Saturday, April 18, 2009
Racing, in the rain.
There are always times when I feel like this - having to step lightly on the gas, tap the brakes carefully, react quickly at every turn and try, no matter what, not to skid off the road. Fortunately, these times are infrequent, and are interspersed with periods of calm, times to relax, to breathe, to ease the grip of the hands on the wheel, unclench the muscles in the back of the neck, let the laser-focus lapse a little. This, I'm glad to say, is one of those times.
Time to read a good book, for a change from all the scientific papers I've been plowing through recently - and the book in question this time is, perhaps not surprisingly, The Art of Racing in the Rain, by Garth Stein. From which I've borrowed the title, obviously, but which also provided the inspiration.
It's been a while since I've encountered a book that grabbed my attention like this one, and also since I've had the time to read one. And let me tell you this: it's excellent. The premise is simple enough - a man, Denny, has a dog (predictably named "Enzo"), a wife, a daughter, and a dream to be a professional race-car driver. The twist? The narrator is the dog.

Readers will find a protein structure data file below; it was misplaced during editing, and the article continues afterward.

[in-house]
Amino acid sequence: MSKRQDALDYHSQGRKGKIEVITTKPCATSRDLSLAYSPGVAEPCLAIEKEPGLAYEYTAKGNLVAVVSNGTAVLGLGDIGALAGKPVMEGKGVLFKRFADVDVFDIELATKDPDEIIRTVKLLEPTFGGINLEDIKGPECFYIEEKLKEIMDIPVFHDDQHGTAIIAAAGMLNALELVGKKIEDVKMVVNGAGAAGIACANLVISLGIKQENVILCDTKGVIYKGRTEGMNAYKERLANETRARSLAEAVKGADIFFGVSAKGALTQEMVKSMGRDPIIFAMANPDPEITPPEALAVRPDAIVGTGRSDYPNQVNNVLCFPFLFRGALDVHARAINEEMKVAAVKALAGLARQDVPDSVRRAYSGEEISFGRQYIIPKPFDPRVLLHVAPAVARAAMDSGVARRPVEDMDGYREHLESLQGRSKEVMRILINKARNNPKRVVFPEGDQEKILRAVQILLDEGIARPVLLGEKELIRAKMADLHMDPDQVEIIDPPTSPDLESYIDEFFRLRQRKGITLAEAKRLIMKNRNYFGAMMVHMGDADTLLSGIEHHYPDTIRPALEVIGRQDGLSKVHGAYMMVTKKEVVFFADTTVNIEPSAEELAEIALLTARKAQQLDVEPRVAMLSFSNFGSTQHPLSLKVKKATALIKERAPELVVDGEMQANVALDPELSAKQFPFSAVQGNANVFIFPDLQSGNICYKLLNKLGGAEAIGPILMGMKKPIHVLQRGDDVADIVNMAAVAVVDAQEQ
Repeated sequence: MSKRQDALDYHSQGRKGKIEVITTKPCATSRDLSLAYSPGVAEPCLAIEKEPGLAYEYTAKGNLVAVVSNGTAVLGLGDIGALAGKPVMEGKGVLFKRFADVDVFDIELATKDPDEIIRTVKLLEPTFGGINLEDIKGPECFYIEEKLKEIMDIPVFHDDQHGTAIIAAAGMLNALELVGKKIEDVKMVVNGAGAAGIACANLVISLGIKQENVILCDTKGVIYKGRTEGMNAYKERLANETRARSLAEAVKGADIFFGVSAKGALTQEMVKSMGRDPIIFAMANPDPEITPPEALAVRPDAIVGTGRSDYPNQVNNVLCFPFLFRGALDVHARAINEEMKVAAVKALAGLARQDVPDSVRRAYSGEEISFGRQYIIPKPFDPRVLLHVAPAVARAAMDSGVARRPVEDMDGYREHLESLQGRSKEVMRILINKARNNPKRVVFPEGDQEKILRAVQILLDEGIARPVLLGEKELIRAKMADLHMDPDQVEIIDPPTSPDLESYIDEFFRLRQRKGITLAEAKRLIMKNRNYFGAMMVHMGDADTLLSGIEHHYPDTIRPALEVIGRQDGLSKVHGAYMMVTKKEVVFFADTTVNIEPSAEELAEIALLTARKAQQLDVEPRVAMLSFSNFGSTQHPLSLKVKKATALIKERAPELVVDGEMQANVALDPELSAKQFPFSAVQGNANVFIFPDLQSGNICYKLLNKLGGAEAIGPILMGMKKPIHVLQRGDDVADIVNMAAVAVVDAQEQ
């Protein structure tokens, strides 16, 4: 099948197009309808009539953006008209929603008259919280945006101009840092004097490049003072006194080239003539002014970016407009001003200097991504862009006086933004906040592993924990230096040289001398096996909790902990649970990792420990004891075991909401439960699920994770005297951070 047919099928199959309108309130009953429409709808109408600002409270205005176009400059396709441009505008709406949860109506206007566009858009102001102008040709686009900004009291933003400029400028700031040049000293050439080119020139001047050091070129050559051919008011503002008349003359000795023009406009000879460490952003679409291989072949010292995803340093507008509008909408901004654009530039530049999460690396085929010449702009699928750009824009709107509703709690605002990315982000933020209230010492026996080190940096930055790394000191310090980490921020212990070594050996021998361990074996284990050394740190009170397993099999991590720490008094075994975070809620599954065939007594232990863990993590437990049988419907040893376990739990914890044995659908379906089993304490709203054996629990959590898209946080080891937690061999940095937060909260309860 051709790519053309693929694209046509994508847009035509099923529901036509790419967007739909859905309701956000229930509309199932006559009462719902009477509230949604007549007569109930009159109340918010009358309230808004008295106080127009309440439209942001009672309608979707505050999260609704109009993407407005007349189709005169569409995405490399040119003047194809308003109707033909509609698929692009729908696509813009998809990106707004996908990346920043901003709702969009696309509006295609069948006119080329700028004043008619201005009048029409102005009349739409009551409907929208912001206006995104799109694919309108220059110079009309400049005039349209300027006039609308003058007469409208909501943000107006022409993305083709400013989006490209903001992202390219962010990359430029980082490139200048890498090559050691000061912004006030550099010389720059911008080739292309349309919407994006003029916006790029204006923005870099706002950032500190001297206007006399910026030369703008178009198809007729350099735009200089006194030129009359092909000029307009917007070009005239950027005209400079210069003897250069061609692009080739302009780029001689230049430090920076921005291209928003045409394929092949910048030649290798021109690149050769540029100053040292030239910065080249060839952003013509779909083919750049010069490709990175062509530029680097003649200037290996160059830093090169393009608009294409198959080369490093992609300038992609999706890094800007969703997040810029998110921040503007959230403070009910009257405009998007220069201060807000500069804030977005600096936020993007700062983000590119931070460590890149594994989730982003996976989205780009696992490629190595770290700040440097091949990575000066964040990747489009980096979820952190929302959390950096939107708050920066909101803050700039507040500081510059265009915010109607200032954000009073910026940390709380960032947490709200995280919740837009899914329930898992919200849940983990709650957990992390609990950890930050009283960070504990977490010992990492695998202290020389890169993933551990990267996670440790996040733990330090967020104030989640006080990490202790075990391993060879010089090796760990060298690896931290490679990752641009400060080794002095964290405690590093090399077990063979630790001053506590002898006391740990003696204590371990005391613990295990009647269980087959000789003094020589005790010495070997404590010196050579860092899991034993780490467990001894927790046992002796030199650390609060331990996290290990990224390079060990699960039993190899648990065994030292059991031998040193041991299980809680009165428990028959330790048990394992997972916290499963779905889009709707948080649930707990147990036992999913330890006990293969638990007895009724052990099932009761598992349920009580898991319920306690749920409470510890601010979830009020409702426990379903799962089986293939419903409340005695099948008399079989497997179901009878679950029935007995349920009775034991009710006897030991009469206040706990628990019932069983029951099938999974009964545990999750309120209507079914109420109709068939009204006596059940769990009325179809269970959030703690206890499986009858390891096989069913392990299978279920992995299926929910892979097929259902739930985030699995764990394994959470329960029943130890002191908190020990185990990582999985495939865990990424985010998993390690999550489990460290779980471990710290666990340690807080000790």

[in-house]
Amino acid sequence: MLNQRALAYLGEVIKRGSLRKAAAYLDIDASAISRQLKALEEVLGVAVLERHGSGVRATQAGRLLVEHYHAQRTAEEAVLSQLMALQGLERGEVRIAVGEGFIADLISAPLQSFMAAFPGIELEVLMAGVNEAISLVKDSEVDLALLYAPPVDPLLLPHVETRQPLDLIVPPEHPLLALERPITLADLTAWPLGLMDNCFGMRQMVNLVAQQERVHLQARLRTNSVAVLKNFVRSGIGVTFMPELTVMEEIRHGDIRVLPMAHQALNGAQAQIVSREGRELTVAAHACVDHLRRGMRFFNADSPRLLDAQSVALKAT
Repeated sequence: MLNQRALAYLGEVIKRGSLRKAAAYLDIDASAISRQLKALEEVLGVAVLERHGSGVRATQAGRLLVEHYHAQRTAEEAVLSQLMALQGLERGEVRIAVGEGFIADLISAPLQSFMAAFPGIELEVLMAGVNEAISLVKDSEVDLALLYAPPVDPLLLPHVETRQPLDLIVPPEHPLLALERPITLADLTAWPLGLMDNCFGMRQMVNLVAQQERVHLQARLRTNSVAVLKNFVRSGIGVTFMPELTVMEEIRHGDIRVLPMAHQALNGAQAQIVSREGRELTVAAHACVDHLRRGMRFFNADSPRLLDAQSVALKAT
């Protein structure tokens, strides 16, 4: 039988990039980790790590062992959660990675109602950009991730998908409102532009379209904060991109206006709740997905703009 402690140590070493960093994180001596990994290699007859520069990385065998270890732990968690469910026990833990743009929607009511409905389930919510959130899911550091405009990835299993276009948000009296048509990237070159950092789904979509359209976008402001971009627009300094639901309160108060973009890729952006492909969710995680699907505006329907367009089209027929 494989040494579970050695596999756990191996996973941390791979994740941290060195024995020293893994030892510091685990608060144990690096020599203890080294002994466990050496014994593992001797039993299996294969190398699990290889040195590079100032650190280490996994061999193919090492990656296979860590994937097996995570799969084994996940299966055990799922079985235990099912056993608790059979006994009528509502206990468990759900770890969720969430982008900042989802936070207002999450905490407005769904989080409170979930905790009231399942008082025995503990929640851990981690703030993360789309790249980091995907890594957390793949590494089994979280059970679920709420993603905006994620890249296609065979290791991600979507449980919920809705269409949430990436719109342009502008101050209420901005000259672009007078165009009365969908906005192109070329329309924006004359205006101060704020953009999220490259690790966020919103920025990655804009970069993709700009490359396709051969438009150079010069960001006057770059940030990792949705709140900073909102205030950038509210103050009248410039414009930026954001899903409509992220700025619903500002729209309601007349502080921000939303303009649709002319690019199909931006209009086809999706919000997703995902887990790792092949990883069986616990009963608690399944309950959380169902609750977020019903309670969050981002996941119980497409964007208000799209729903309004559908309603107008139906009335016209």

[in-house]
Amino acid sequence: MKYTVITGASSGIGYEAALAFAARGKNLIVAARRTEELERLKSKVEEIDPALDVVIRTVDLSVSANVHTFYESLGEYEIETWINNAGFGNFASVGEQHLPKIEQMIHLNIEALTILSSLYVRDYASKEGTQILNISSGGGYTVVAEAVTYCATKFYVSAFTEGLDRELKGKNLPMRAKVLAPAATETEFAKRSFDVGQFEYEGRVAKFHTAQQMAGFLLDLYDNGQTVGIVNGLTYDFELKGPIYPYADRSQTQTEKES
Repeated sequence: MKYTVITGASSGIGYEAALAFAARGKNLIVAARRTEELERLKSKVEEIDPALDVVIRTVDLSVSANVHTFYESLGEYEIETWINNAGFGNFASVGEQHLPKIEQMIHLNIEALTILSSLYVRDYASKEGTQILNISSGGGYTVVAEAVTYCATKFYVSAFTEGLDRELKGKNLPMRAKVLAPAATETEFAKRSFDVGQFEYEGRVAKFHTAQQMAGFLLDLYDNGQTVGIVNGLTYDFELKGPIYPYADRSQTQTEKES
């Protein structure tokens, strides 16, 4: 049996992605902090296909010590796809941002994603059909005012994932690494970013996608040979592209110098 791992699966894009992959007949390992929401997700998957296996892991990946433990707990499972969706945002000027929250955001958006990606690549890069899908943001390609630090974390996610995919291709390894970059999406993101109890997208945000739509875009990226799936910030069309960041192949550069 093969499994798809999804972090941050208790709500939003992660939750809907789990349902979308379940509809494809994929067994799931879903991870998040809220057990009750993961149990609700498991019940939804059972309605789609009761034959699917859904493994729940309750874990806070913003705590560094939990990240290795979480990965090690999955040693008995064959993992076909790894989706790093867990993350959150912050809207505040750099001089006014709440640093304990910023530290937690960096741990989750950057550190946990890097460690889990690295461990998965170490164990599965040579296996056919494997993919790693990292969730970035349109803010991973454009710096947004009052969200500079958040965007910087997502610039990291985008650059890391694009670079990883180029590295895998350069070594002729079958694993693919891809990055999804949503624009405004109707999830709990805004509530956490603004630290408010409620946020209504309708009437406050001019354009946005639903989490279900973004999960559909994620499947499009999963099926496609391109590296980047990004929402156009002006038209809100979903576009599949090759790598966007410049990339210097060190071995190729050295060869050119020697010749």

Now, this might sound ridiculous, but I'll tell you something else for free: Stein is a genius, and his adoption of Enzo's point of view is a tour de force of voice appropriation, and entirely convincing. Enzo tells us Denny's story from ground level, filling in detail from his imagination where necessary, giving us flashes of humour and insight into the lives of both dogs and people. The story, though gently framed, is gripping - not about racing so much, although the metaphors are beautifully executed, but the drama of Denny's daily activities. At about 90% of the way through, I am, in an appropriately clichéd way, having trouble putting it down. The best books, I think, are the ones where I can't wait to find out the outcome, or the next event; this is one of those.
Unfortunately, the best books are also those where, once at the end, I am disappointed that there isn't any more. But that's a premise of good entertainment: always leave the audience wanting. I know this one will be like that, and even so I can't wait to finish it, to find out how and when and where Denny and Enzo will end up. Even on a weekend when I will want to watch the Chinese Grand Prix and another American Le Mans race (from the storied Long Beach circuit - how Enzo would comment!), I'll be curled up on the closest couch, turning pages, imagining myself twitching around the hairpins of Denny's life. And keeping a close, close eye on the sky.